Harrah’s: Cash Flow May Not Service Debt


NEW YORK (Reuters) – Harrah’s Entertainment Inc., one of the world’s largest casino operators, said on Tuesday it could not guarantee that it will generate enough cash to meet its debt payments due to a deep recession.

The operator of 53 casinos may not be able to borrow to fund its operations, and it may have to sell assets if it is unable to pay its debt, according to a U.S. Securities and Exchange Commission filing.

Harrah’s, which was bought in January 2008 by affiliates of Apollo Global Management LLC and TPG Capital LP [TPG.UL] in a deal valued at about $30 billion, has $24.5 billion face value of outstanding debt, according to the filing.

The casino industry has been hard hit by a sagging economy that coincided with several large new projects adding to supply. Revenues have declined and left operators, which have high fixed costs, unable to meet debt payments.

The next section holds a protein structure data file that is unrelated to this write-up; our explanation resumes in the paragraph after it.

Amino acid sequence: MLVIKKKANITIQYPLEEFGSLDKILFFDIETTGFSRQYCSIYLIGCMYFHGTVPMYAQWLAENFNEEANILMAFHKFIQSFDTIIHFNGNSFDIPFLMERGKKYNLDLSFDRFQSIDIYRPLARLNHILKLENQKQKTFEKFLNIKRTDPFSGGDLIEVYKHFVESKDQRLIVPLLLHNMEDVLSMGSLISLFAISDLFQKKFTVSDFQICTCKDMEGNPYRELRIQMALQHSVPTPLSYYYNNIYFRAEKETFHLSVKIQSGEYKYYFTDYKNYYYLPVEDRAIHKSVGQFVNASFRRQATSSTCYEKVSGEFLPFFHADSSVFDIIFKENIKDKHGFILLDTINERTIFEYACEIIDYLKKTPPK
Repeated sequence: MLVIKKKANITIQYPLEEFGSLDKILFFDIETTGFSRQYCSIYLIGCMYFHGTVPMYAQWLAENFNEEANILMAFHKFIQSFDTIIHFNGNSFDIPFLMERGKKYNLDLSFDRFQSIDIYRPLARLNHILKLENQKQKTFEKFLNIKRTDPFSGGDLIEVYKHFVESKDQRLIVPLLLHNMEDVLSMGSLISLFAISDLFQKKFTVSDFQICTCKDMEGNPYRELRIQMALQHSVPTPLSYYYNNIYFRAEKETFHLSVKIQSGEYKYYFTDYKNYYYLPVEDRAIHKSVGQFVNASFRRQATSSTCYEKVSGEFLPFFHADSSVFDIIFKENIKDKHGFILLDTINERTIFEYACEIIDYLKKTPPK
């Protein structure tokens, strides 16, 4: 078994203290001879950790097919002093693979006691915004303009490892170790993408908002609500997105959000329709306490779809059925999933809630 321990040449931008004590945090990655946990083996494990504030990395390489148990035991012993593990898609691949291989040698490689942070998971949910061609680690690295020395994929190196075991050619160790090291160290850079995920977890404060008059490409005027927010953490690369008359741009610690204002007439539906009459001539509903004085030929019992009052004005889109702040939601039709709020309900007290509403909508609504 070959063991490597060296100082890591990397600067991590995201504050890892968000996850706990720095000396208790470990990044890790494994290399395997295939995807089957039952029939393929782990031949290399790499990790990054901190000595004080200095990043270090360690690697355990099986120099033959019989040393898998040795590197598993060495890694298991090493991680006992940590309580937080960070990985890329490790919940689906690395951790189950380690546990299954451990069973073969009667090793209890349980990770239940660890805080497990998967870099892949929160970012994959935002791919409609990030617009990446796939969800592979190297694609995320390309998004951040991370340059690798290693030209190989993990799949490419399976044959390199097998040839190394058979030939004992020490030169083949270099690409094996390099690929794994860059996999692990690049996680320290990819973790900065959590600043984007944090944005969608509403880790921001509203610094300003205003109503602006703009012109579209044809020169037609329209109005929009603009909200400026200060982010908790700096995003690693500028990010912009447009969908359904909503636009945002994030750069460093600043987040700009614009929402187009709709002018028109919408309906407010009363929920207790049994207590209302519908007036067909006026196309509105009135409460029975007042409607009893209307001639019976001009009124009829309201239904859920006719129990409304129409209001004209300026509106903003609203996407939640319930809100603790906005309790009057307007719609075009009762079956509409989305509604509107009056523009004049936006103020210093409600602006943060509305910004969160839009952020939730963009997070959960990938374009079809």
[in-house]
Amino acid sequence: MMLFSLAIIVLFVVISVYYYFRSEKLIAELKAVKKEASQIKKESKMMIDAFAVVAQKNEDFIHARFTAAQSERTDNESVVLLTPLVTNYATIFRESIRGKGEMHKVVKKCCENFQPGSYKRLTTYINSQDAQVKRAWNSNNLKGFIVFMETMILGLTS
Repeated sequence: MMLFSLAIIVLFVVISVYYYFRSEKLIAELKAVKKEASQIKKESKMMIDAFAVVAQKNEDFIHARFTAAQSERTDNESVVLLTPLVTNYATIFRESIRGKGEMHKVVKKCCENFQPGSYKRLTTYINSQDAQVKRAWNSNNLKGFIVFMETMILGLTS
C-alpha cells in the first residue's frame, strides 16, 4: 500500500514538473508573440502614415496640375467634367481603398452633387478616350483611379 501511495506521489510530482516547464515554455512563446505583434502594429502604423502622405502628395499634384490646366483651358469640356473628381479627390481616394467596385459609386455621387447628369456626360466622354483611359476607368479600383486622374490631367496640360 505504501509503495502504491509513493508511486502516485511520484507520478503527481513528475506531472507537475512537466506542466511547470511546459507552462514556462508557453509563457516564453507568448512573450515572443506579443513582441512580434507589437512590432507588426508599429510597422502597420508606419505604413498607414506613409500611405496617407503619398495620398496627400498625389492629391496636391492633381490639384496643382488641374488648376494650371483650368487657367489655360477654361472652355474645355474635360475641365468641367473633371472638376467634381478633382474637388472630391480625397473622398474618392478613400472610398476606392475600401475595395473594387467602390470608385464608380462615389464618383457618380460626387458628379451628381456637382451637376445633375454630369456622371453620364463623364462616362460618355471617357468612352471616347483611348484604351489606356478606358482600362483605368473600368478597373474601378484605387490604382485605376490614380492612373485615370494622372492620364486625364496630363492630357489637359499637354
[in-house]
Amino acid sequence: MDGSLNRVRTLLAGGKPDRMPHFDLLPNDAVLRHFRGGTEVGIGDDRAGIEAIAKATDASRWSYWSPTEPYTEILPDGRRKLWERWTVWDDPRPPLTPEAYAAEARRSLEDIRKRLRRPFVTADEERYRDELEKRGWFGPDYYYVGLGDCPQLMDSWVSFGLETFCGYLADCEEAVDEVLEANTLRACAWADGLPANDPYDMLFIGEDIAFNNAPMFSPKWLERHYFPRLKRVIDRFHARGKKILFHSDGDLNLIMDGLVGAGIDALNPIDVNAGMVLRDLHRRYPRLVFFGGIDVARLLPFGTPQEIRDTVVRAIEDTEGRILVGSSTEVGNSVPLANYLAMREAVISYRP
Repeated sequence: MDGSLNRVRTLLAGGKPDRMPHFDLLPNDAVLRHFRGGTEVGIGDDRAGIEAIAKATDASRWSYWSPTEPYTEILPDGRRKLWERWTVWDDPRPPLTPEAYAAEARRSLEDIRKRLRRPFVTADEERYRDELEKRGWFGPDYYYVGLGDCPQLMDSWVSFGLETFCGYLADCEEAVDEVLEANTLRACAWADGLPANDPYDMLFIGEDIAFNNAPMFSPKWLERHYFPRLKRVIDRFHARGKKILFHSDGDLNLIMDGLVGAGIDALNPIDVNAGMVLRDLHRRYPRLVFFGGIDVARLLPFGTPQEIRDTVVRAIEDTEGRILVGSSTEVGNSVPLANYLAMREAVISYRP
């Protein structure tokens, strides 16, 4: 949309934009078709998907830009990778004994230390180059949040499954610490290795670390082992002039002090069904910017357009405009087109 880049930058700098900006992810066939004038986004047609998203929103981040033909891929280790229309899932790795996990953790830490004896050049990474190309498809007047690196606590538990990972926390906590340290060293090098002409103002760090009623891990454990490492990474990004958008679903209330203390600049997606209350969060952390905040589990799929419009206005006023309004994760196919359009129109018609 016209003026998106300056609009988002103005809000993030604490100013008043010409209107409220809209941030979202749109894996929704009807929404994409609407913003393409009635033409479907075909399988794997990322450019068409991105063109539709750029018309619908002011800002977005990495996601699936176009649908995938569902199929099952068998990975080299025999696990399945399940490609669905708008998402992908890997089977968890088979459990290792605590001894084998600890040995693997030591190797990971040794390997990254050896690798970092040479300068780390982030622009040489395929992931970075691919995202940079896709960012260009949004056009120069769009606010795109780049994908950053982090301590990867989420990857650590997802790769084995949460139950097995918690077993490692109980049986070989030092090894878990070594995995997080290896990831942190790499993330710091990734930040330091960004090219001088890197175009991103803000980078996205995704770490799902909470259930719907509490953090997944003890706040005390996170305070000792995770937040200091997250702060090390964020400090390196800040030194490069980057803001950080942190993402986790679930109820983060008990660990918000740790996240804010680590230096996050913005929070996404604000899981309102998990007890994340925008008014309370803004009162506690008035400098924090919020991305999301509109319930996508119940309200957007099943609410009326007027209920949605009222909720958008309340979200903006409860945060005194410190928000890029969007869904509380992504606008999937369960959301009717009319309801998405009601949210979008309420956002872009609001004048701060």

Trump Entertainment Resorts Inc (TRMPQ.PK) and Tropicana Entertainment LLC have filed for bankruptcy and others have signaled they may seek protection from creditors.

Harrah’s said it was cutting managers’ pay by 5 percent and suspending the company’s contribution to employee retirement accounts. The company has also announced a deal to cut its debt and has slowed or delayed new construction to reduce costs.

Harrah’s said on Friday that revenues fell 6.5 percent last year to $10.1 billion and it reported a loss of $4.3 billion, compared to a profit of $1.7 billion in 2007. (Reporting by Chelsea Emery and Tom Hals; Editing by Brian Moss)

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